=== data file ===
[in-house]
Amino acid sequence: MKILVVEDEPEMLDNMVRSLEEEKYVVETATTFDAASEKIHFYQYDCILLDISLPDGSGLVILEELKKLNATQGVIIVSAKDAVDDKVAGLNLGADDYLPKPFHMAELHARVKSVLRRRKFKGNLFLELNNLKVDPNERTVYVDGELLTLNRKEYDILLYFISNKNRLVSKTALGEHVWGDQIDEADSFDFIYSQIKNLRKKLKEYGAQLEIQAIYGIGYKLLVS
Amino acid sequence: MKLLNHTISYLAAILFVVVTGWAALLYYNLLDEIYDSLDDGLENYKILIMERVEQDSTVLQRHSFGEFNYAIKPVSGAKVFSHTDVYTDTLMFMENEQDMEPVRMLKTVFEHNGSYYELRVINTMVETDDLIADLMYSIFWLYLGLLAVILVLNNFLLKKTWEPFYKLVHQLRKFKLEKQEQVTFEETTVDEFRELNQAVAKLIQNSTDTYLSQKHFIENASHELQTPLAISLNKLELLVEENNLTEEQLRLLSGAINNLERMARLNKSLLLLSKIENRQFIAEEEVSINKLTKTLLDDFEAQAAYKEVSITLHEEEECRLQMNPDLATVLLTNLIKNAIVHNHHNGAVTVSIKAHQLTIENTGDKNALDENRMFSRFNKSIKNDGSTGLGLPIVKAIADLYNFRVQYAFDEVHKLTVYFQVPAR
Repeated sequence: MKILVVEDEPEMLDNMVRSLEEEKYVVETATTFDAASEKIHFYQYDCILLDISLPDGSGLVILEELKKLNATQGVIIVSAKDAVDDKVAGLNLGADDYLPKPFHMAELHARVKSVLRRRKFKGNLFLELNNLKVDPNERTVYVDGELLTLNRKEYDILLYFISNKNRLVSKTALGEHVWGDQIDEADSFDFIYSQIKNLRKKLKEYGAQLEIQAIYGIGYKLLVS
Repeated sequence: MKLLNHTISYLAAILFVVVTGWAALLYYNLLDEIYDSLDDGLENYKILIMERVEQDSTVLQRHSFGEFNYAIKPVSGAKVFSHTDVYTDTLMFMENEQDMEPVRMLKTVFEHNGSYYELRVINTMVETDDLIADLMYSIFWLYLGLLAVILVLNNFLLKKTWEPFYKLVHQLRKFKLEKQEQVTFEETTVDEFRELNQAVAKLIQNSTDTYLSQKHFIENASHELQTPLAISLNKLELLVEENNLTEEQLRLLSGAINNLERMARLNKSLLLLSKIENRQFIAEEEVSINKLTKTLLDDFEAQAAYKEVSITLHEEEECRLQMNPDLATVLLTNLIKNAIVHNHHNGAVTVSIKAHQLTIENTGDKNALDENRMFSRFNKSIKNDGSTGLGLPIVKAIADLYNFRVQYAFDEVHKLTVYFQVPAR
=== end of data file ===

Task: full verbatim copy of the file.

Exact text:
[in-house]
Amino acid sequence: MKILVVEDEPEMLDNMVRSLEEEKYVVETATTFDAASEKIHFYQYDCILLDISLPDGSGLVILEELKKLNATQGVIIVSAKDAVDDKVAGLNLGADDYLPKPFHMAELHARVKSVLRRRKFKGNLFLELNNLKVDPNERTVYVDGELLTLNRKEYDILLYFISNKNRLVSKTALGEHVWGDQIDEADSFDFIYSQIKNLRKKLKEYGAQLEIQAIYGIGYKLLVS
Amino acid sequence: MKLLNHTISYLAAILFVVVTGWAALLYYNLLDEIYDSLDDGLENYKILIMERVEQDSTVLQRHSFGEFNYAIKPVSGAKVFSHTDVYTDTLMFMENEQDMEPVRMLKTVFEHNGSYYELRVINTMVETDDLIADLMYSIFWLYLGLLAVILVLNNFLLKKTWEPFYKLVHQLRKFKLEKQEQVTFEETTVDEFRELNQAVAKLIQNSTDTYLSQKHFIENASHELQTPLAISLNKLELLVEENNLTEEQLRLLSGAINNLERMARLNKSLLLLSKIENRQFIAEEEVSINKLTKTLLDDFEAQAAYKEVSITLHEEEECRLQMNPDLATVLLTNLIKNAIVHNHHNGAVTVSIKAHQLTIENTGDKNALDENRMFSRFNKSIKNDGSTGLGLPIVKAIADLYNFRVQYAFDEVHKLTVYFQVPAR
Repeated sequence: MKILVVEDEPEMLDNMVRSLEEEKYVVETATTFDAASEKIHFYQYDCILLDISLPDGSGLVILEELKKLNATQGVIIVSAKDAVDDKVAGLNLGADDYLPKPFHMAELHARVKSVLRRRKFKGNLFLELNNLKVDPNERTVYVDGELLTLNRKEYDILLYFISNKNRLVSKTALGEHVWGDQIDEADSFDFIYSQIKNLRKKLKEYGAQLEIQAIYGIGYKLLVS
Repeated sequence: MKLLNHTISYLAAILFVVVTGWAALLYYNLLDEIYDSLDDGLENYKILIMERVEQDSTVLQRHSFGEFNYAIKPVSGAKVFSHTDVYTDTLMFMENEQDMEPVRMLKTVFEHNGSYYELRVINTMVETDDLIADLMYSIFWLYLGLLAVILVLNNFLLKKTWEPFYKLVHQLRKFKLEKQEQVTFEETTVDEFRELNQAVAKLIQNSTDTYLSQKHFIENASHELQTPLAISLNKLELLVEENNLTEEQLRLLSGAINNLERMARLNKSLLLLSKIENRQFIAEEEVSINKLTKTLLDDFEAQAAYKEVSITLHEEEECRLQMNPDLATVLLTNLIKNAIVHNHHNGAVTVSIKAHQLTIENTGDKNALDENRMFSRFNKSIKNDGSTGLGLPIVKAIADLYNFRVQYAFDEVHKLTVYFQVPAR